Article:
A Brief Introduction to Boxing

Professional boxing, also known as prizefighting, involves combatants fighting in a “ring” with each other with the determination to be the one to win the prize. The prize being titles, large money purses, and the bragging rights of being the best, which is exemplified by the title belts that are given out in different weight classes. Weight categories consist of 21 different classes from featherweights all the way up to heavyweights. Boxers have “prize” worthy hard bodies and are some of the fittest among professional athletes in any sport.

Boxing first became a sport during the ancient Olympic games in the late six hundreds, BC and as a sport or as a form of roughhousing between men for entertainment as early as 450 BC, but unfortunately records from that era are quite scarce, so exact dates are unsure. Boxers from as far back as the late six hundreds BC, trained for fighting matches using punching bags much like those used by boxers in training today.

In this combative professional fighting sport, boxers within the same weight class throw a variety of punches with padded, gloved fists at one another. The goal is for one boxer to knock the other boxer to the mat in the hope that the fallen boxer will not be able to get to his feet before the referee calls him out after a ten second count off, and declares the still standing boxer the victor.  When a boxer falls to the mat it is called a knockout if he cannot get to his feet before the referee finishes his ten count. There is another kind of knockout, called a technical knockout, or TKO, and this is declared when a boxer is judged to be too injured to continue. Boxers are also given scores for punches thrown based upon technique and contact. These are used to determine a winner in the event that there has not been a knockout before all rounds in the match have concluded. Rounds can be from one to three minutes and the number of rounds in a boxing match can vary from match to match and region to region, typically three to fifteen rounds.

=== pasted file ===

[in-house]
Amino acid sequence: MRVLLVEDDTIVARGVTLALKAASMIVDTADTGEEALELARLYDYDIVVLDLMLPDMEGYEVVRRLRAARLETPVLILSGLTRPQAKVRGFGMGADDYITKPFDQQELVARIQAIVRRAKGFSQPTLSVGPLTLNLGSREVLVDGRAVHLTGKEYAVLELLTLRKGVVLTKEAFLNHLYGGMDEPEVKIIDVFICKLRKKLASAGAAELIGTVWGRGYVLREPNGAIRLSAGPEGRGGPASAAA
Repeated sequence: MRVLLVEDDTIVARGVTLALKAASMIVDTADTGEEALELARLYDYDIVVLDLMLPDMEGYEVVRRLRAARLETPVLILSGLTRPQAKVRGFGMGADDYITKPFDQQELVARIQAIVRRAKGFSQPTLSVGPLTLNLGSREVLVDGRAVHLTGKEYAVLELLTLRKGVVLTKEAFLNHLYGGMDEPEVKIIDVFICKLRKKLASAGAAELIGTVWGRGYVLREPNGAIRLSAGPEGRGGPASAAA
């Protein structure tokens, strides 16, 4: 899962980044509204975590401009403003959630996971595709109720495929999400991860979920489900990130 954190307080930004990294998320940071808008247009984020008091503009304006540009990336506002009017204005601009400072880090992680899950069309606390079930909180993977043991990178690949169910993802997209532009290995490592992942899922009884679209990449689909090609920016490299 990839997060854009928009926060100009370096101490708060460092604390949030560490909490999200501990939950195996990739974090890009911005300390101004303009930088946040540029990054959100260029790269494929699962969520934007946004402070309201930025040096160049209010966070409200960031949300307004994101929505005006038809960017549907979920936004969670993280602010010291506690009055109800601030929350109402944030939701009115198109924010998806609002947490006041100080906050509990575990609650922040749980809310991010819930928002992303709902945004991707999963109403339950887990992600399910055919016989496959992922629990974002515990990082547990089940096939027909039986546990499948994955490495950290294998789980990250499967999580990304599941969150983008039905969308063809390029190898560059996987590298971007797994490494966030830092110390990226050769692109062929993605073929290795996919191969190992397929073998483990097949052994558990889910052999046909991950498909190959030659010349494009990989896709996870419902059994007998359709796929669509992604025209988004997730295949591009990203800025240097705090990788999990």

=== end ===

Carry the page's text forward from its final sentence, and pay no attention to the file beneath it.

Boxing has not always had the wide acceptance that it enjoys today. Prizefighting at one time was actually considered an illegal activity in the UK and in the US, and most fighting matches occurred amid heavy secrecy with only a few select spectators, these were usually gamblers and underworld figures, but by the mid nineteen hundreds, the image of the sport of boxing had been revamped and gained a wider acceptance that has only grown over time.

Boxers are not permitted to throw punches that fall below the belt, or to hold, trip, push, kick, butt the head, spit at, wrestle, or bite the opposing boxer. If they do they will be fouled and lose crucial score points. There are many more rules that boxers must follow, too numerous to mention in the space of this article. But I encourage you to read more articles about the sport of boxing because it is a very interesting sport indeed.

You have most likely heard of exercise programs that incorporate boxing moves into exercise routines. There are even well advertised boxing exercise program DVDs widely available. Have you also heard about the rapid weight loss and rapid muscle building, conditioning and strengthening that ordinary people performing boxing exercise routines at home or in the gym have experienced? The results are absolutely amazing and this is why boxing as an exercise routine has become a popular choice for many. You can use the same boxing moves that have sculpted the bodies of boxers into prize deserving hard bodies for centuries, to sculpt your own body into a prize worthy hard body. You will also be sculpting great health and fitness for yourself.

 

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